Cologne - Millions of German football fans held their breath during the FIFA World Cup final. The last game of the quadrennial jamboree in Brazil developed into a genuine thriller, an end-to-end affair, before Mario Götze sent a nation into ecstasy with a poke of his left boot.

However, the German public could have arguably enjoyed the game in a more relaxed fashion, because throughout the tournament, it was obvious that the Bundesliga would have the final say. The last act of the 64-game showpiece event, Götze’s memorable winner, was also the last act of a competition which had been shaped by Germany's top flight.

Bang on target


Go right back to the opening game and in typical fashion, VfL Wolfsburg’s Ivica Olic was worked whole-heartedly down Croatia’s left flank. It was the veteran's dangerous low cross which Brazil’s Marcelo unwittingly turned into his own net. The first goal of the tournament indelibly bore the mark of the Bundesliga, and it was a trend which would continue right through until the final strike of the tournament in Rio de Janeiro’s legendary Maracana stadium. In total, the Bundesliga’s stars scored 35 goals and assisted 30. The Premier League racked up 33, while players from Spain’s La Liga only hit the net on 24 occasions.

The result was a World Cup full of goals which will live long in the memory. The last time the average number of goals in a tournament was as high as 2.67 was 1994 in the USA, and indeed, what set the Bundesliga professionals apart was their clinical finishing, requiring an average of just 6.9 shots per goal. In comparison, those plying their trade in Spain needed 9.9, while the Premier League representatives broke into double digits with 10.6 shots per goal. It’s no wonder then, that the Bundesliga averages 3.16 goals a game, higher than any of its European counterparts. Its stars are well versed in finding the back of the net.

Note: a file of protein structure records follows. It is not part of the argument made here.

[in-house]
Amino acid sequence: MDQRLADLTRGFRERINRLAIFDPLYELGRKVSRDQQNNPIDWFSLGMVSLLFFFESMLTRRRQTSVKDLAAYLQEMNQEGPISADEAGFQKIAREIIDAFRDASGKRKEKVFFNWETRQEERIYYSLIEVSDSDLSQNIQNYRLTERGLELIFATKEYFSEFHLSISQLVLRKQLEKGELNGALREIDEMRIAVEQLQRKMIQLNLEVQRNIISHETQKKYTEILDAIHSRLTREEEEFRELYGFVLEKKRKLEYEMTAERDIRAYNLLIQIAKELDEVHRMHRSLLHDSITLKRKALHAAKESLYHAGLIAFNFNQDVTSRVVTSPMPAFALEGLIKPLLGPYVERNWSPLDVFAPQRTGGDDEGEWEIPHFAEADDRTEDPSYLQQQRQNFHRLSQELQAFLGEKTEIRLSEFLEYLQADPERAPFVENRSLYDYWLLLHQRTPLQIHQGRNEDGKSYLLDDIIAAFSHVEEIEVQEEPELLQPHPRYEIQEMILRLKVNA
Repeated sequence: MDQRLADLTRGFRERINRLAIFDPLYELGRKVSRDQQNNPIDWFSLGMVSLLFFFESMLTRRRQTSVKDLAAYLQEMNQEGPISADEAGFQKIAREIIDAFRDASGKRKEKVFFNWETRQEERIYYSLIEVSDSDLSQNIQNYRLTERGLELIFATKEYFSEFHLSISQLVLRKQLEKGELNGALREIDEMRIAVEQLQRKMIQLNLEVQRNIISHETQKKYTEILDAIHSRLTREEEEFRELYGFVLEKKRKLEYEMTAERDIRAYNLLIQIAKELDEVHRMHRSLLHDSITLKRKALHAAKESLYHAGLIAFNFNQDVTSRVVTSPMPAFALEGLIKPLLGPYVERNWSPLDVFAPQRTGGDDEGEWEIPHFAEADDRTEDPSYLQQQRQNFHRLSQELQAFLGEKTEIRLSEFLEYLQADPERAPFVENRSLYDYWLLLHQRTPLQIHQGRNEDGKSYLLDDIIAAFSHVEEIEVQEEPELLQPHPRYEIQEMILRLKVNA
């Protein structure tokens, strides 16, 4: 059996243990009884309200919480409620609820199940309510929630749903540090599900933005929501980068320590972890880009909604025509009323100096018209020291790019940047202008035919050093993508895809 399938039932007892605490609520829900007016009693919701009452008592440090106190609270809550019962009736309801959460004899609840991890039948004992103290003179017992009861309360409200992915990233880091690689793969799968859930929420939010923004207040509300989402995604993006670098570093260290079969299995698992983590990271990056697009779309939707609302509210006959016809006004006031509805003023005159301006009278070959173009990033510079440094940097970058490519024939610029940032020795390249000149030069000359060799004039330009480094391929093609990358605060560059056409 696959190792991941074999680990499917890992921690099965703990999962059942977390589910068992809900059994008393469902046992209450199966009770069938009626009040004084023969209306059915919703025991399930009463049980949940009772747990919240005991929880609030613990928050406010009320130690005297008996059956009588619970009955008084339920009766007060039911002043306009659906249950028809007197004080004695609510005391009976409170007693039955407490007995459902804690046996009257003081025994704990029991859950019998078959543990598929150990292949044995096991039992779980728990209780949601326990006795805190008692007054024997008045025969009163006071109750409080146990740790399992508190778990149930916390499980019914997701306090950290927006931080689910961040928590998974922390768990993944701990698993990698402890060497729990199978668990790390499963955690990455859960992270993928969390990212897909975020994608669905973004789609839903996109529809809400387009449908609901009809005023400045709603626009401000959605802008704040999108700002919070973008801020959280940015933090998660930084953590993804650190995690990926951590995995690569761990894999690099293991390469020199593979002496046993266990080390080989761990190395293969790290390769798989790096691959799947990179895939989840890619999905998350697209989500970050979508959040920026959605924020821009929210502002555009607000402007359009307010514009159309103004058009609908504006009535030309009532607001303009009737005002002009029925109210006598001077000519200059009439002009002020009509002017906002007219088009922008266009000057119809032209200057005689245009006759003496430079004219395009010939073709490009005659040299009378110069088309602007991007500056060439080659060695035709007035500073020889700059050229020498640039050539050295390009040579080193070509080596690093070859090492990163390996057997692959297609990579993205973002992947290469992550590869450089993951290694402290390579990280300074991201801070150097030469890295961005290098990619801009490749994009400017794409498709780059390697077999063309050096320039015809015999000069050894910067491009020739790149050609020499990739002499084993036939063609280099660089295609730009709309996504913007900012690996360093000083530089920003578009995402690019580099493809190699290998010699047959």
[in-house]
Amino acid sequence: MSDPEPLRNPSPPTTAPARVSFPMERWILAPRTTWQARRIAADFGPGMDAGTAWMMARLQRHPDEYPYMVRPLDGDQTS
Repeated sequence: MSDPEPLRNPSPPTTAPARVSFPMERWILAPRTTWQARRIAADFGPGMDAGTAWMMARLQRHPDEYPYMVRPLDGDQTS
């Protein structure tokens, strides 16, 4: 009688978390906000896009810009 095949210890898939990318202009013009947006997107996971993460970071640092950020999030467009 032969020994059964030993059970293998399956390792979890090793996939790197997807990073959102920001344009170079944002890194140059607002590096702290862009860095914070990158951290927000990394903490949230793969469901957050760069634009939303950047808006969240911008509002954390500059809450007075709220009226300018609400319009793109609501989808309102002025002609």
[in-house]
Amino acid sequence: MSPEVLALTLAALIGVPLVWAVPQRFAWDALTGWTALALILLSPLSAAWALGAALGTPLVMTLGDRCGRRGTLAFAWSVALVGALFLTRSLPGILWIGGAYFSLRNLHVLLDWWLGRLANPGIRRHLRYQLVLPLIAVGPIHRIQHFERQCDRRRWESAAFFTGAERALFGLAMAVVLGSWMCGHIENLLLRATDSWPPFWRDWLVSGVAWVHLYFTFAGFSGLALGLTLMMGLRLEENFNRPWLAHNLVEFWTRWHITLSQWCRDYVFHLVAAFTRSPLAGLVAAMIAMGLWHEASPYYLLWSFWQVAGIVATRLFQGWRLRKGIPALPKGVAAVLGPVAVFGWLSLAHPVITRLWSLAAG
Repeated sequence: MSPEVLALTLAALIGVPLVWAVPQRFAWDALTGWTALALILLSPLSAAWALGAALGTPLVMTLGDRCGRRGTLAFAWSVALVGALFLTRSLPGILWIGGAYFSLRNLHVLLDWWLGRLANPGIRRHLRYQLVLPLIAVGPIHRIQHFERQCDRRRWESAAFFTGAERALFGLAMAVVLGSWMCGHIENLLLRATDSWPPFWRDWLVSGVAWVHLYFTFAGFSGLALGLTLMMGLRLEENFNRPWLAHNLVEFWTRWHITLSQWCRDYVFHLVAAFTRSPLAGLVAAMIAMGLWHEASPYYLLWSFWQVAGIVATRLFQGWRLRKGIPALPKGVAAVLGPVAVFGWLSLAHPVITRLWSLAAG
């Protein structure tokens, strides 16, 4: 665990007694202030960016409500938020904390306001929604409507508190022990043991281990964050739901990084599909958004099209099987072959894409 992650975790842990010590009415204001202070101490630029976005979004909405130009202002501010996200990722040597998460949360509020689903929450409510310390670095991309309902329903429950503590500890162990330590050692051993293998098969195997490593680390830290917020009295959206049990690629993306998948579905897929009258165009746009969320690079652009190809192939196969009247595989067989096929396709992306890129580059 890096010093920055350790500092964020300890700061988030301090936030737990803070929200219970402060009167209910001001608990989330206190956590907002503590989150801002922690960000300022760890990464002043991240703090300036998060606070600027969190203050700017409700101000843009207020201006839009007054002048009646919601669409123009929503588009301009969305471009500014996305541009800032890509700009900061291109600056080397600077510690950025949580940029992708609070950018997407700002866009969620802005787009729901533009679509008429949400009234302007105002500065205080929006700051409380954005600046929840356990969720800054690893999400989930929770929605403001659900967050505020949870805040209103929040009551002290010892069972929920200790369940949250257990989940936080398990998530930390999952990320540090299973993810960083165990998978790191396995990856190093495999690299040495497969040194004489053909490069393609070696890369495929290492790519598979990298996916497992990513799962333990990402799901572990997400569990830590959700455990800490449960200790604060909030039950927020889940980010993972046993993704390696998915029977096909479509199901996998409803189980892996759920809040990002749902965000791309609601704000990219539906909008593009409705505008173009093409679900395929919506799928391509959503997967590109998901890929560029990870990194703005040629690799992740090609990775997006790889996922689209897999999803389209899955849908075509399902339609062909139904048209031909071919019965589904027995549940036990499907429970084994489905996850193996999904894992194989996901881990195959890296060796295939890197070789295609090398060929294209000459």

Bayern and Wolfsburg set the standard


Players from FC Bayern München had a particularly impressive tournament, scoring on 18 separate occasions. No other club could come close to matching that figure, with FC Barcelona following the Bavarian giants in second with ten goals and Manchester United FC in third with nine. Indeed, with four goals to their names, Wolfsburg’s players ensured that they came eighth in the club goalscoring rankings.

It wasn’t just net-busting records being set by Bayern players, either. Thomas Müller led the German team indefatigably and ran 83,957 metres throughout the tournament, more than any other player. Elsewhere, Arjen Robben's star shone bright, as he lead the Netherlands' to the semi-finals and, ultimately, third place all whilst completing 19 dribbles in the opposition penalty area, also a tournament-best. Mirroring their domestic form the German record-champions midfield dominated in multiple departments with Bastian Schweinsteiger winning the most one-on-one duels in the final, while Philipp Lahm played 562 successful passes, a tournament-leading figure.

A new era?


With Germany emerging triumphant, many experts are now prophesying the end of the Spanish dominance on the international stage, and with it, the beginning of the German era. A look into the past shows that such statements are fraught with hubris and risk. Indeed, after Germany’s last World Cup win in 1990, coach Franz Beckenauer predicted that “German football will be unbeatable for years to come”, but things turned out somewhat differently. This triumph, however, could prove to be more lasting. The Bundesliga is recognised worldwide for its outstanding production of young talent. Even in the Spaniards’ area of expertise, passing, did the Bundesliga leave all in its wake. A remarkable 86 per cent of passes played by Bundesliga players were accurate, whereas those from La Liga only clocked up an 83.5 per cent pass accuracy.

In a profession defined by cyclical success, it would be unrealistic to expect this German side to be unbeatable for years to come. There are numerous foreign players now plying their trade within Germany’s borders, and using the experience gained to benefit their own national sides. A glance across the squads at this World Cup proves that with the likes of Robben, Kevin de Bruyne, Xherdan Shaqiri and Junior Diaz all impressing. However, Joachim Löw’s men had the final say, which was hardly a surprise. After all, there were nine Bundesliga players in their side as the final whistle blew against Argentina.

Florian Reinecke/Adapted by Daniel Thacker